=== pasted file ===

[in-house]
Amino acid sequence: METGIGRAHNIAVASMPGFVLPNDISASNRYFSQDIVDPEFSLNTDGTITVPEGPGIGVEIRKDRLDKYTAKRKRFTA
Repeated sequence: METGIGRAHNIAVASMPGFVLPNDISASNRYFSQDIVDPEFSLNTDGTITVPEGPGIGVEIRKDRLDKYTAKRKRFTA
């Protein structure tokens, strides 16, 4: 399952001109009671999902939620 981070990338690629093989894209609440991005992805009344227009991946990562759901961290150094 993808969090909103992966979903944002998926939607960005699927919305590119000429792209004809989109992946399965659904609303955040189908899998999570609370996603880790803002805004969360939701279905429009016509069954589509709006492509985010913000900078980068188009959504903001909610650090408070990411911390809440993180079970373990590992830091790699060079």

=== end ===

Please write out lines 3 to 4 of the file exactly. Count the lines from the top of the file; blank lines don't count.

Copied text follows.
Repeated sequence: METGIGRAHNIAVASMPGFVLPNDISASNRYFSQDIVDPEFSLNTDGTITVPEGPGIGVEIRKDRLDKYTAKRKRFTA
């Protein structure tokens, strides 16, 4: 399952001109009671999902939620 981070990338690629093989894209609440991005992805009344227009991946990562759901961290150094 993808969090909103992966979903944002998926939607960005699927919305590119000429792209004809989109992946399965659904609303955040189908899998999570609370996603880790803002805004969360939701279905429009016509069954589509709006492509985010913000900078980068188009959504903001909610650090408070990411911390809440993180079970373990590992830091790699060079």